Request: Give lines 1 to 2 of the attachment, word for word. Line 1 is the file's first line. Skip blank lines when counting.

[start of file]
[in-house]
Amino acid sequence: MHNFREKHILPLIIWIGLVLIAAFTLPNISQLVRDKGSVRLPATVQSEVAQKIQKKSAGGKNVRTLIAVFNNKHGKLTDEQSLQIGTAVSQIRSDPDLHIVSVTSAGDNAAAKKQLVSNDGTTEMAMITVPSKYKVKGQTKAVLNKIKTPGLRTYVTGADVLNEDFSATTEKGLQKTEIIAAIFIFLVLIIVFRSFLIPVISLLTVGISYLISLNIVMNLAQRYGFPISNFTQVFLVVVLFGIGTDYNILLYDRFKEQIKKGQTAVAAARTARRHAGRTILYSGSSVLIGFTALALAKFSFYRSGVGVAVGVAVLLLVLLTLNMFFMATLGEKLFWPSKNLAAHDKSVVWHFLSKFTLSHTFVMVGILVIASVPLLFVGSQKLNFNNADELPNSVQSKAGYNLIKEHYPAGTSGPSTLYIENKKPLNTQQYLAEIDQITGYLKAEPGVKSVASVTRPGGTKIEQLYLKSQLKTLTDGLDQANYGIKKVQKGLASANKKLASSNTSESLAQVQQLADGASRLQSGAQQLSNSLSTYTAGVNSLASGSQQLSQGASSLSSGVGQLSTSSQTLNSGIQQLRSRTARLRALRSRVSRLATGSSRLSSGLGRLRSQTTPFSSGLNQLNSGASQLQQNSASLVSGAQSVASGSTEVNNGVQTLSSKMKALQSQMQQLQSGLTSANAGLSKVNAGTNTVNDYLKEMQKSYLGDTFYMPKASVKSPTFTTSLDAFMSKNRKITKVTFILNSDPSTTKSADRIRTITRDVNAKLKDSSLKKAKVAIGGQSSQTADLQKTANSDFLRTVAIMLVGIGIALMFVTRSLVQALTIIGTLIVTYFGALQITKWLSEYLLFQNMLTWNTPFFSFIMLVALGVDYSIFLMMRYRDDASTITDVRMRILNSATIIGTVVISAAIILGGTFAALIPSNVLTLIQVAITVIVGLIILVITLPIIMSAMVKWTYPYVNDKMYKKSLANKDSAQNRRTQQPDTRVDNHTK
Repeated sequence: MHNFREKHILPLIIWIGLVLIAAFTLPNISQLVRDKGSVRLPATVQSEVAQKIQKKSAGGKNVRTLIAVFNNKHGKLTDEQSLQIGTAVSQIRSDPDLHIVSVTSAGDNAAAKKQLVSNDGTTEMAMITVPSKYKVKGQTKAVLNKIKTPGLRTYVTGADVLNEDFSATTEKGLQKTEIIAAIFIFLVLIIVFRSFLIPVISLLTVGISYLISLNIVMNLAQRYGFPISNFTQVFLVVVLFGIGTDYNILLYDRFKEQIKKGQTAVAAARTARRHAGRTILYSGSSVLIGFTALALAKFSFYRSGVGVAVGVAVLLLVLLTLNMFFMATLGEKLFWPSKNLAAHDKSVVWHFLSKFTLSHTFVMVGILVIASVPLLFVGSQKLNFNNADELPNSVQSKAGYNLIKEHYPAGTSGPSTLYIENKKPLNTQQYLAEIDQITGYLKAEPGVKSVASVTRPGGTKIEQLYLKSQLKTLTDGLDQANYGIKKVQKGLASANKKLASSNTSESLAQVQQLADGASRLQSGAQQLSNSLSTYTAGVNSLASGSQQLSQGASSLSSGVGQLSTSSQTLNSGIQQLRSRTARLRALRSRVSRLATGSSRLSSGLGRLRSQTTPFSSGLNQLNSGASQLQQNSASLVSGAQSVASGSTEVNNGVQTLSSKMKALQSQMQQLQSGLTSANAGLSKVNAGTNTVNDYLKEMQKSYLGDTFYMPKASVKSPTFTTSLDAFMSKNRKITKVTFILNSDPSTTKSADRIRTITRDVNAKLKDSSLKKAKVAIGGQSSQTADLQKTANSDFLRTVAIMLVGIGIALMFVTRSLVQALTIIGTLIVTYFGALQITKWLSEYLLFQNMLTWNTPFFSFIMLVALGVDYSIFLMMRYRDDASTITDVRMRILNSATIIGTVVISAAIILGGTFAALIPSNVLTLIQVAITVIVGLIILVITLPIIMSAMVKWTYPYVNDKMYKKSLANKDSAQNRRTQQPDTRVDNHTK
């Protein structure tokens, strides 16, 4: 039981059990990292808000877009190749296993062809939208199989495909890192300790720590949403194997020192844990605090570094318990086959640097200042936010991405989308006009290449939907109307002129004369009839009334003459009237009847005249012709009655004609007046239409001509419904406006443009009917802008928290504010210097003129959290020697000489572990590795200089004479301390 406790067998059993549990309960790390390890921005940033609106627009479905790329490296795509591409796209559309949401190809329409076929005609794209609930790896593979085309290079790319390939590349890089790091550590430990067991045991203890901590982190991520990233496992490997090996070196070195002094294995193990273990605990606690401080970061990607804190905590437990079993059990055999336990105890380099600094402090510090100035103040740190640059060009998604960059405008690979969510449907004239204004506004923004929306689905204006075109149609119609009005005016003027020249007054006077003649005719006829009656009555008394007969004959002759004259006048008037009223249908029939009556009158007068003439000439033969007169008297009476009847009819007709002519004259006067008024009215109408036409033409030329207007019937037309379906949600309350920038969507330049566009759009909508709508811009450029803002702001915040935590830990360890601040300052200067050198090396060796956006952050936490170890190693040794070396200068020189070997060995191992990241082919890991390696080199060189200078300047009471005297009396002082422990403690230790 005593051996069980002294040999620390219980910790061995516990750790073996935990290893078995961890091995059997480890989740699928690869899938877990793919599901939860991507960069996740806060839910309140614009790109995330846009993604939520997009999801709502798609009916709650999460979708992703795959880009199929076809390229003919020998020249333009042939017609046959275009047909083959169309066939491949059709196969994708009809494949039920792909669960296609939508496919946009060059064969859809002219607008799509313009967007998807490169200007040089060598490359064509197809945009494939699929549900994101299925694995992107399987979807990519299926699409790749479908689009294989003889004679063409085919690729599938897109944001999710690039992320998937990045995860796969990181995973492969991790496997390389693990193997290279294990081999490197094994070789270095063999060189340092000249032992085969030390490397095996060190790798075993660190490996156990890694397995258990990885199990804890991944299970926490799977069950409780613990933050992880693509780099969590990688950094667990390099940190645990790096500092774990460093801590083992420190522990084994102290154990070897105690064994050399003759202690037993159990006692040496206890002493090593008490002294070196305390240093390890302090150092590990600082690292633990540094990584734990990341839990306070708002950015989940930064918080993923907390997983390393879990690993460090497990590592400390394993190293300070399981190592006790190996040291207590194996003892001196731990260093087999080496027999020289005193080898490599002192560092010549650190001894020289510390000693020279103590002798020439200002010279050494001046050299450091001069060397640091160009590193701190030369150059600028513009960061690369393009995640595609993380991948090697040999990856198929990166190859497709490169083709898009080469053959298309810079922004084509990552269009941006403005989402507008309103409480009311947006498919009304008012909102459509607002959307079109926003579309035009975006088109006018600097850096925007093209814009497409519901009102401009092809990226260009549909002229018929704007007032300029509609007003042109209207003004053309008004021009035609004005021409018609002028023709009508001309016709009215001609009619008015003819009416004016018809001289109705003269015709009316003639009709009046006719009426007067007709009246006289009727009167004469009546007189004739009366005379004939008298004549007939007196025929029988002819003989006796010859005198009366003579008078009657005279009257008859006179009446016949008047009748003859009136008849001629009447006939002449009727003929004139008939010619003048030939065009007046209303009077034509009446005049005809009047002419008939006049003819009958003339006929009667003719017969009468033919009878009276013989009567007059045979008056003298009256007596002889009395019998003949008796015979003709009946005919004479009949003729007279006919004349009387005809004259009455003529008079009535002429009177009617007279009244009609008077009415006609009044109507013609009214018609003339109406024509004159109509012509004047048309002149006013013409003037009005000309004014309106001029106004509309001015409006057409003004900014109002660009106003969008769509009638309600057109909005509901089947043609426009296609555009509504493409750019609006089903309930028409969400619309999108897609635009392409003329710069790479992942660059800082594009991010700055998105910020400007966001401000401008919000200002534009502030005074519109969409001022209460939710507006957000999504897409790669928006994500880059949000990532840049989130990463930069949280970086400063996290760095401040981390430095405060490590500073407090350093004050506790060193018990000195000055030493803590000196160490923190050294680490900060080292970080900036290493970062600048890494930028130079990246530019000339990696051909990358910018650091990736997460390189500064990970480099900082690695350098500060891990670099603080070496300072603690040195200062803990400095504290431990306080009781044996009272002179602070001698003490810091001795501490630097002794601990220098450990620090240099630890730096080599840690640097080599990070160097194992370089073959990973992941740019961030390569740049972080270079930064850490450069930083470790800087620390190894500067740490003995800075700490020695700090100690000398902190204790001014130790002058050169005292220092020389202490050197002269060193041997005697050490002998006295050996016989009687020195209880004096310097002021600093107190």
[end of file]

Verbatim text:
[in-house]
Amino acid sequence: MHNFREKHILPLIIWIGLVLIAAFTLPNISQLVRDKGSVRLPATVQSEVAQKIQKKSAGGKNVRTLIAVFNNKHGKLTDEQSLQIGTAVSQIRSDPDLHIVSVTSAGDNAAAKKQLVSNDGTTEMAMITVPSKYKVKGQTKAVLNKIKTPGLRTYVTGADVLNEDFSATTEKGLQKTEIIAAIFIFLVLIIVFRSFLIPVISLLTVGISYLISLNIVMNLAQRYGFPISNFTQVFLVVVLFGIGTDYNILLYDRFKEQIKKGQTAVAAARTARRHAGRTILYSGSSVLIGFTALALAKFSFYRSGVGVAVGVAVLLLVLLTLNMFFMATLGEKLFWPSKNLAAHDKSVVWHFLSKFTLSHTFVMVGILVIASVPLLFVGSQKLNFNNADELPNSVQSKAGYNLIKEHYPAGTSGPSTLYIENKKPLNTQQYLAEIDQITGYLKAEPGVKSVASVTRPGGTKIEQLYLKSQLKTLTDGLDQANYGIKKVQKGLASANKKLASSNTSESLAQVQQLADGASRLQSGAQQLSNSLSTYTAGVNSLASGSQQLSQGASSLSSGVGQLSTSSQTLNSGIQQLRSRTARLRALRSRVSRLATGSSRLSSGLGRLRSQTTPFSSGLNQLNSGASQLQQNSASLVSGAQSVASGSTEVNNGVQTLSSKMKALQSQMQQLQSGLTSANAGLSKVNAGTNTVNDYLKEMQKSYLGDTFYMPKASVKSPTFTTSLDAFMSKNRKITKVTFILNSDPSTTKSADRIRTITRDVNAKLKDSSLKKAKVAIGGQSSQTADLQKTANSDFLRTVAIMLVGIGIALMFVTRSLVQALTIIGTLIVTYFGALQITKWLSEYLLFQNMLTWNTPFFSFIMLVALGVDYSIFLMMRYRDDASTITDVRMRILNSATIIGTVVISAAIILGGTFAALIPSNVLTLIQVAITVIVGLIILVITLPIIMSAMVKWTYPYVNDKMYKKSLANKDSAQNRRTQQPDTRVDNHTK